Read the full article by Rebecca Trager (Royal Society of Chemistry)

“The European Chemicals Agency (Echa) has proposed an EU-wide ban on all per- and polyfluoroalkyl substances (PFAS) in firefighting foams, to prevent further groundwater and soil contamination. Based on a review of the environmental and health dangers posed by the use of these chemicals in firefighting foams, the agency announced on 23 February that restriction throughout Europe is justified because the risks posed by PFAS – a controversial class of persistent, highly mobile and potentially toxic compounds – are not adequately controlled.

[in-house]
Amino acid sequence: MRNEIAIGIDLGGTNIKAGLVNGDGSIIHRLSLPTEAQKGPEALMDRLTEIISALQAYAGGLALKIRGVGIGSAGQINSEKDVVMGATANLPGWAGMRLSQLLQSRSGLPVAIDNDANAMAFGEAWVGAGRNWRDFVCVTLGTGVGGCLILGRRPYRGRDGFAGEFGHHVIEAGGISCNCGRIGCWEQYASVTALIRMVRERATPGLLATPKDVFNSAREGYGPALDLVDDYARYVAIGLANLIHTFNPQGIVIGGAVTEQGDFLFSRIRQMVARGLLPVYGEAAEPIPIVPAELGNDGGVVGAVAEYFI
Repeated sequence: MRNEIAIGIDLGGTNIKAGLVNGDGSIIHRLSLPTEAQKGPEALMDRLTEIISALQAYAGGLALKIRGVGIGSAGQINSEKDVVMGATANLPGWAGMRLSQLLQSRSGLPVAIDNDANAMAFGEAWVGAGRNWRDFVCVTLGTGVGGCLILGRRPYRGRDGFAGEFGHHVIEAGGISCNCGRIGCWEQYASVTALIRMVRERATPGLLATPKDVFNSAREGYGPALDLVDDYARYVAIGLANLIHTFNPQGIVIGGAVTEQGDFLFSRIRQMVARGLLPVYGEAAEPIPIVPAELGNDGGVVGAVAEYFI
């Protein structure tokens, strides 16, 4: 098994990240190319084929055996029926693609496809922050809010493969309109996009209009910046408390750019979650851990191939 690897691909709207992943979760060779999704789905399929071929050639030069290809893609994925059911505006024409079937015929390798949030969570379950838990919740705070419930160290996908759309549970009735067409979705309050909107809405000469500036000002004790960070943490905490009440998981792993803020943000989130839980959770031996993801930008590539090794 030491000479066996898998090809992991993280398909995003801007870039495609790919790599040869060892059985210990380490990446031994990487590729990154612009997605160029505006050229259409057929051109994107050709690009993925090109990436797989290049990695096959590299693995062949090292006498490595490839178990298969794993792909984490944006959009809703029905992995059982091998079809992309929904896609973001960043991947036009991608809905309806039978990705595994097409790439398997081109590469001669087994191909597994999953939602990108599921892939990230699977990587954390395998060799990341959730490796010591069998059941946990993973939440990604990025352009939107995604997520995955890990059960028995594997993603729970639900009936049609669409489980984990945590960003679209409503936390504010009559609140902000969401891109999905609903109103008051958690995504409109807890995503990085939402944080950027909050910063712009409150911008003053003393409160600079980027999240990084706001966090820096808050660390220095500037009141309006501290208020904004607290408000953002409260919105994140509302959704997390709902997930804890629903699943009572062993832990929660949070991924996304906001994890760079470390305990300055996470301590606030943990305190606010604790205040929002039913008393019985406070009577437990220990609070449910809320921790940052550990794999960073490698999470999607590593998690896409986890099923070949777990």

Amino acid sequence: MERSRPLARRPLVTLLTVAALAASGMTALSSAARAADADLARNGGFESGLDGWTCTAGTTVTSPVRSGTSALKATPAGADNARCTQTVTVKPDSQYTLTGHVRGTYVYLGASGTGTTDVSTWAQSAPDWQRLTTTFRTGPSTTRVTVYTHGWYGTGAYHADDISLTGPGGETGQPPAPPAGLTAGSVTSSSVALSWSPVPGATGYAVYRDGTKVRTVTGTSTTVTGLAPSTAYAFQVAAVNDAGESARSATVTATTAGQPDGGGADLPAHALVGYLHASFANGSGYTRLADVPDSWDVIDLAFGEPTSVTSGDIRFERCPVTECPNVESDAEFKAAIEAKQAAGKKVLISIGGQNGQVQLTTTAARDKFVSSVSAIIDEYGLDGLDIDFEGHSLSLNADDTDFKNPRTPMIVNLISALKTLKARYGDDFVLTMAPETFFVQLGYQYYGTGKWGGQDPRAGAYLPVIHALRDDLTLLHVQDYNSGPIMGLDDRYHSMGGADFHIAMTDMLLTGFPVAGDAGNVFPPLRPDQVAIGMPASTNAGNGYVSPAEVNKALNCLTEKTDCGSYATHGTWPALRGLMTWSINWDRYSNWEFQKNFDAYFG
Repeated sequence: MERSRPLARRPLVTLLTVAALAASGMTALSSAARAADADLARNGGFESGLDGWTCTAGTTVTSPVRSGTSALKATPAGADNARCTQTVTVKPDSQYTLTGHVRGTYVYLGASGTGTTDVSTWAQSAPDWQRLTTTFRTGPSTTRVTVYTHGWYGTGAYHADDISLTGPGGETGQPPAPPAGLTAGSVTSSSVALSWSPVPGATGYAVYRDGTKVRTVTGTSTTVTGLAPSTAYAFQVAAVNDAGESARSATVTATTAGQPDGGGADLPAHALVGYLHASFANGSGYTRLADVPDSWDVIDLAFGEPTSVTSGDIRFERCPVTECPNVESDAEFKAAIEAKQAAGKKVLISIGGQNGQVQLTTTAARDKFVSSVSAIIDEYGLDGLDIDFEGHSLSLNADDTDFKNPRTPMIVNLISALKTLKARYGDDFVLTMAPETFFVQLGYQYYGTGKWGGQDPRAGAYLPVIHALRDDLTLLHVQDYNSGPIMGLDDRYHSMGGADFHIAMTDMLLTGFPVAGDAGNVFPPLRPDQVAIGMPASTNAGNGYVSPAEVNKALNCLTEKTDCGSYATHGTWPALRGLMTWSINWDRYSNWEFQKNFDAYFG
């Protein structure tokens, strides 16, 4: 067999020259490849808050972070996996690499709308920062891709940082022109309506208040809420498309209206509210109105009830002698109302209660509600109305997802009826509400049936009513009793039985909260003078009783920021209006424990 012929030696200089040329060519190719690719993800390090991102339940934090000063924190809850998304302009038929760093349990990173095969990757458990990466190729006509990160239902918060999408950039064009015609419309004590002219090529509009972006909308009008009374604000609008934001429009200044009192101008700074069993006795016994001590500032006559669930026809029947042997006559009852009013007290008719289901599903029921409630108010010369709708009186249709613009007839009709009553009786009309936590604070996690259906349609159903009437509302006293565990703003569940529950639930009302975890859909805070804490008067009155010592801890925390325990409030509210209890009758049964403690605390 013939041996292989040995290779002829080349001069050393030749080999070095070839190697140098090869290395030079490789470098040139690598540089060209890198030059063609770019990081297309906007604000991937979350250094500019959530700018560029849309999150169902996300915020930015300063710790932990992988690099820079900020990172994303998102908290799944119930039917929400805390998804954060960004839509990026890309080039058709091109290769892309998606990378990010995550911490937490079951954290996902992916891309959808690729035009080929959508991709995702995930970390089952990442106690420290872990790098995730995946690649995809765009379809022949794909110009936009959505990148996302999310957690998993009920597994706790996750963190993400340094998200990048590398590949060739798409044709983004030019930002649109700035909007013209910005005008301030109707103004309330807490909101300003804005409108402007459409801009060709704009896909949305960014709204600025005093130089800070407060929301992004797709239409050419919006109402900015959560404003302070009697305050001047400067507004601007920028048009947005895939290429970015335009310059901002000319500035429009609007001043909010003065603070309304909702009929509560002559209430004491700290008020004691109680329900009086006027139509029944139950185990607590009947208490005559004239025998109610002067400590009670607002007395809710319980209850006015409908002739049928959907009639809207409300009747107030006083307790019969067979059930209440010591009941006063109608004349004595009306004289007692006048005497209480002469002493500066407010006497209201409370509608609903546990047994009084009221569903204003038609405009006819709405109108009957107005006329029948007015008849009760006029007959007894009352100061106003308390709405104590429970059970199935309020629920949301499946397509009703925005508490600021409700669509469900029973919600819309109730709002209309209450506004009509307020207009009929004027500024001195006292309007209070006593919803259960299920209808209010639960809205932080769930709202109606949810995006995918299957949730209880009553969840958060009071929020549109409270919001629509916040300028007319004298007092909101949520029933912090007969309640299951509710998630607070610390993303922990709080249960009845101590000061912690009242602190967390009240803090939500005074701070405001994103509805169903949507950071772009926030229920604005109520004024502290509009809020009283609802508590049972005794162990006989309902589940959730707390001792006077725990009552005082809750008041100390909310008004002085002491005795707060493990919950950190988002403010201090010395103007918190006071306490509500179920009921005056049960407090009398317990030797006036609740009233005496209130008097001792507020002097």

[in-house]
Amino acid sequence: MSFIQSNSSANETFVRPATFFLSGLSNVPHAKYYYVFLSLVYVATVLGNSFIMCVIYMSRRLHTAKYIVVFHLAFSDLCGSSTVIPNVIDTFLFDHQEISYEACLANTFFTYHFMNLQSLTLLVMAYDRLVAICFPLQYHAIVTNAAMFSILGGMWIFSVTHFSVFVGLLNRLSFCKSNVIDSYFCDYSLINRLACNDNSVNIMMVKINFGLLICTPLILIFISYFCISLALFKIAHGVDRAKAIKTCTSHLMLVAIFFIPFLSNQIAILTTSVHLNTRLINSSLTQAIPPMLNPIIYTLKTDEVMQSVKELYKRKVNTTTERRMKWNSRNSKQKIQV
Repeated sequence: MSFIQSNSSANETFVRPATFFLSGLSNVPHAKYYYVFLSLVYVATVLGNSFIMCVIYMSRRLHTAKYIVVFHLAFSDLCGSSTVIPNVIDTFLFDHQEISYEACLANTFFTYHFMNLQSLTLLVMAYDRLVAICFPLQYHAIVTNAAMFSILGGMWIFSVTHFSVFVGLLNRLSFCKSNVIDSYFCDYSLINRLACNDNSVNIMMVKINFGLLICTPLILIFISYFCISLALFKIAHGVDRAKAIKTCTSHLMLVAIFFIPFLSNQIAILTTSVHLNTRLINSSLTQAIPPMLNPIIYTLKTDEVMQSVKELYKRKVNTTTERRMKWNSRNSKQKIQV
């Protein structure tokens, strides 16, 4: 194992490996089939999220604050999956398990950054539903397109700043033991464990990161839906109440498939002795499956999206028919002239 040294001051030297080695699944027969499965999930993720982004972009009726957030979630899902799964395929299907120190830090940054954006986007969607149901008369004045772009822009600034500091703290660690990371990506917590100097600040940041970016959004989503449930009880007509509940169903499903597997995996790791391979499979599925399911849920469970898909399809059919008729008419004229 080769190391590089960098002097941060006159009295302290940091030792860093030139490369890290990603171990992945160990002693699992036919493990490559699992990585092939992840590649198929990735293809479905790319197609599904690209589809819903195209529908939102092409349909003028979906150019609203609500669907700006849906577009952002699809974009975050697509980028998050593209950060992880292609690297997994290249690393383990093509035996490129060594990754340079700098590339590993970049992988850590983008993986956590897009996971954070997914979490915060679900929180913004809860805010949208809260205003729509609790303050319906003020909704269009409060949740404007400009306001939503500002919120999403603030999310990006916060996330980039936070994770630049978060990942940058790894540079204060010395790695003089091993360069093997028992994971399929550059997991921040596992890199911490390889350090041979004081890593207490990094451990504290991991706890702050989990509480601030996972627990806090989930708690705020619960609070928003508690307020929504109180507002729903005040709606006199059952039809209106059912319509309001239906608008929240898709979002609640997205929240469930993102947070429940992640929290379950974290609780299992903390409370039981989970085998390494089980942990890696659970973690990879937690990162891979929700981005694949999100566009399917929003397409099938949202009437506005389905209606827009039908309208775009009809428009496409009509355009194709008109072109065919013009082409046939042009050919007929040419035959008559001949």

The agency’s proposal would ban the sale, use and export of all PFAS in firefighting foams after use or specific transition periods that would allow time for industry to replace these foams without compromising fire safety. During the transition phase, companies still using PFAS-based foams would have to ensure that environmental release is minimised, and that expired foams and related waste are appropriately disposed of.

The restriction, if adopted, could reduce the release of PFAS into the environment by more than 1000 tonnes over 30 years, Echa estimates. The agency calculates the associated costs of the proposal at approximately €7 billion (£5.8 billion) over the same period, including the price of modifying equipment for using PFAS-free foams, cleaning equipment to remove residues, and the cost difference between PFAS and alternative foams.”…